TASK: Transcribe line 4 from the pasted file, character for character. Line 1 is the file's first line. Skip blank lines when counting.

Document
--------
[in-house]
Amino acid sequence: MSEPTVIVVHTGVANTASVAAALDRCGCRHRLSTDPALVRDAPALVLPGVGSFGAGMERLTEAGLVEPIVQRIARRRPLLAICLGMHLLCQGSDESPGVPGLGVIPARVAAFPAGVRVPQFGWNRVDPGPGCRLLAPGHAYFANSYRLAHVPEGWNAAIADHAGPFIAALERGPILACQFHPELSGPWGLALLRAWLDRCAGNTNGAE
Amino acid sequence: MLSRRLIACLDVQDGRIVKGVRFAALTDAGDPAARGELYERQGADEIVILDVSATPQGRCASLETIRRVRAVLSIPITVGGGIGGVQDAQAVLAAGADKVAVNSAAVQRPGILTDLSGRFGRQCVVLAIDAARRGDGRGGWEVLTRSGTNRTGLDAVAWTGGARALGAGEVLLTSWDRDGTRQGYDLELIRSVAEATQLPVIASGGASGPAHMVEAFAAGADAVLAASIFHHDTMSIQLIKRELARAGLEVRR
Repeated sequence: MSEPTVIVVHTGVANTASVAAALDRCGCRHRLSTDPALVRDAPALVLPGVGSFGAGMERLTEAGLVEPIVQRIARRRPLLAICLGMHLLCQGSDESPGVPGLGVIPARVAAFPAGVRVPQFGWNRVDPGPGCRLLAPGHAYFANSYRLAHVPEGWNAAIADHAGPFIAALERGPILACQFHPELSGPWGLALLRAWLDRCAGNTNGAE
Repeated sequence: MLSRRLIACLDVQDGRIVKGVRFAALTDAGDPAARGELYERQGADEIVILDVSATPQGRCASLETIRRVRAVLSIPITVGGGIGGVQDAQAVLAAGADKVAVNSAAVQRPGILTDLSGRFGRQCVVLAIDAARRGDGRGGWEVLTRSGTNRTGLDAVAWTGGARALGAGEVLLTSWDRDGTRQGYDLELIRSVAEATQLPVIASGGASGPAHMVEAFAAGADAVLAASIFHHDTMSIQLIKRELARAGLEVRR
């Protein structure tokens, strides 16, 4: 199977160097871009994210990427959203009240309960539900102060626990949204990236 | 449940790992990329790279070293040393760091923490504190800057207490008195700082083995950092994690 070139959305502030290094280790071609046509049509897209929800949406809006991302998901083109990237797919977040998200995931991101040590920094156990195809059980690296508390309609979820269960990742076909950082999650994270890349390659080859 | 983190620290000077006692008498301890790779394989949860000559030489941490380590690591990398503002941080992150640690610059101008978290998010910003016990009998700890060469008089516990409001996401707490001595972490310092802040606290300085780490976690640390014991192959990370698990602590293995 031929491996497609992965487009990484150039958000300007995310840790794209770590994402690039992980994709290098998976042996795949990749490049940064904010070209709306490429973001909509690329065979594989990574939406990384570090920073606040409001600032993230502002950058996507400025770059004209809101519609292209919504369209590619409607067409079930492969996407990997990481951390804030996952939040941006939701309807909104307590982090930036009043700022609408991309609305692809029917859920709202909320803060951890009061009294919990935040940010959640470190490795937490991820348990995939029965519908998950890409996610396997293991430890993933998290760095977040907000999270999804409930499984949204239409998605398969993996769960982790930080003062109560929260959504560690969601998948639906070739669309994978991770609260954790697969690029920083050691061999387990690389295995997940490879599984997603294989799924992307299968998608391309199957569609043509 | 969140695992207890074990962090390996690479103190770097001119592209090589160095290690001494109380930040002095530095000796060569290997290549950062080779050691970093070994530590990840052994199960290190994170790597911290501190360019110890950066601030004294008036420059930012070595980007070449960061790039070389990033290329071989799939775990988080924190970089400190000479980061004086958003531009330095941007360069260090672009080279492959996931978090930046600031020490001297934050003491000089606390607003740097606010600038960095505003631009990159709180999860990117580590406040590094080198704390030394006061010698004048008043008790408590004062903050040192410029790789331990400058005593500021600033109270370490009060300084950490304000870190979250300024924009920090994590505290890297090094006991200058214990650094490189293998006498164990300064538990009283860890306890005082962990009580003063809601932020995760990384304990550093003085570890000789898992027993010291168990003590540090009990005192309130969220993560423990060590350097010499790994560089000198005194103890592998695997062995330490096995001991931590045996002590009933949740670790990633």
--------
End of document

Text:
Repeated sequence: MSEPTVIVVHTGVANTASVAAALDRCGCRHRLSTDPALVRDAPALVLPGVGSFGAGMERLTEAGLVEPIVQRIARRRPLLAICLGMHLLCQGSDESPGVPGLGVIPARVAAFPAGVRVPQFGWNRVDPGPGCRLLAPGHAYFANSYRLAHVPEGWNAAIADHAGPFIAALERGPILACQFHPELSGPWGLALLRAWLDRCAGNTNGAE